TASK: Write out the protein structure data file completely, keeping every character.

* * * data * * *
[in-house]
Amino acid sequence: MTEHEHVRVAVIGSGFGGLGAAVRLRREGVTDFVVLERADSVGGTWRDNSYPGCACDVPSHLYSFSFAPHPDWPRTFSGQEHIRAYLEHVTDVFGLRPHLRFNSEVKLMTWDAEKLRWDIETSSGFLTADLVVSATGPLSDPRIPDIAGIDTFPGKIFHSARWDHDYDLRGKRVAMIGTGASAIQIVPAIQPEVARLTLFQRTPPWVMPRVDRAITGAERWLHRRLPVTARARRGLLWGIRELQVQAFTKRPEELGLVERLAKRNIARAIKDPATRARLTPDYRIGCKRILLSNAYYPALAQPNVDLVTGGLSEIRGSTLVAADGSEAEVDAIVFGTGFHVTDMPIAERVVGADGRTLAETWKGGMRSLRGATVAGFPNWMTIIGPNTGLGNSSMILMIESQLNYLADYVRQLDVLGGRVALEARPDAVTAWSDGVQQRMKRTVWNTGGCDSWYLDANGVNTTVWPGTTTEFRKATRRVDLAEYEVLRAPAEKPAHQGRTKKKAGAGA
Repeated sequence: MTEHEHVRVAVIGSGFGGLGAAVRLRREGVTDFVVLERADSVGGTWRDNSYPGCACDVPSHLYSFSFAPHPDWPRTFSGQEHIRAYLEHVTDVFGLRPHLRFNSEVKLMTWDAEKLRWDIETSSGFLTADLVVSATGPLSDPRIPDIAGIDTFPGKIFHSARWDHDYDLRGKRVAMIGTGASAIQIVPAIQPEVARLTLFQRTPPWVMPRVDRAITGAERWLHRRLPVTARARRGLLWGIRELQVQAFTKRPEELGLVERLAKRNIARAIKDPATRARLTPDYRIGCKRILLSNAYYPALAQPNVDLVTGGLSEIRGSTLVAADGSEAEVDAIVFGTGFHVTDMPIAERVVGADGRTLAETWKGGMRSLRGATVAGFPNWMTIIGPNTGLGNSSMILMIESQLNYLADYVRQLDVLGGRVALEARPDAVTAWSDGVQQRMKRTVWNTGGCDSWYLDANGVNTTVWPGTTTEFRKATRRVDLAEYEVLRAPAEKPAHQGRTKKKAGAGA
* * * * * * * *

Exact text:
[in-house]
Amino acid sequence: MTEHEHVRVAVIGSGFGGLGAAVRLRREGVTDFVVLERADSVGGTWRDNSYPGCACDVPSHLYSFSFAPHPDWPRTFSGQEHIRAYLEHVTDVFGLRPHLRFNSEVKLMTWDAEKLRWDIETSSGFLTADLVVSATGPLSDPRIPDIAGIDTFPGKIFHSARWDHDYDLRGKRVAMIGTGASAIQIVPAIQPEVARLTLFQRTPPWVMPRVDRAITGAERWLHRRLPVTARARRGLLWGIRELQVQAFTKRPEELGLVERLAKRNIARAIKDPATRARLTPDYRIGCKRILLSNAYYPALAQPNVDLVTGGLSEIRGSTLVAADGSEAEVDAIVFGTGFHVTDMPIAERVVGADGRTLAETWKGGMRSLRGATVAGFPNWMTIIGPNTGLGNSSMILMIESQLNYLADYVRQLDVLGGRVALEARPDAVTAWSDGVQQRMKRTVWNTGGCDSWYLDANGVNTTVWPGTTTEFRKATRRVDLAEYEVLRAPAEKPAHQGRTKKKAGAGA
Repeated sequence: MTEHEHVRVAVIGSGFGGLGAAVRLRREGVTDFVVLERADSVGGTWRDNSYPGCACDVPSHLYSFSFAPHPDWPRTFSGQEHIRAYLEHVTDVFGLRPHLRFNSEVKLMTWDAEKLRWDIETSSGFLTADLVVSATGPLSDPRIPDIAGIDTFPGKIFHSARWDHDYDLRGKRVAMIGTGASAIQIVPAIQPEVARLTLFQRTPPWVMPRVDRAITGAERWLHRRLPVTARARRGLLWGIRELQVQAFTKRPEELGLVERLAKRNIARAIKDPATRARLTPDYRIGCKRILLSNAYYPALAQPNVDLVTGGLSEIRGSTLVAADGSEAEVDAIVFGTGFHVTDMPIAERVVGADGRTLAETWKGGMRSLRGATVAGFPNWMTIIGPNTGLGNSSMILMIESQLNYLADYVRQLDVLGGRVALEARPDAVTAWSDGVQQRMKRTVWNTGGCDSWYLDANGVNTTVWPGTTTEFRKATRRVDLAEYEVLRAPAEKPAHQGRTKKKAGAGA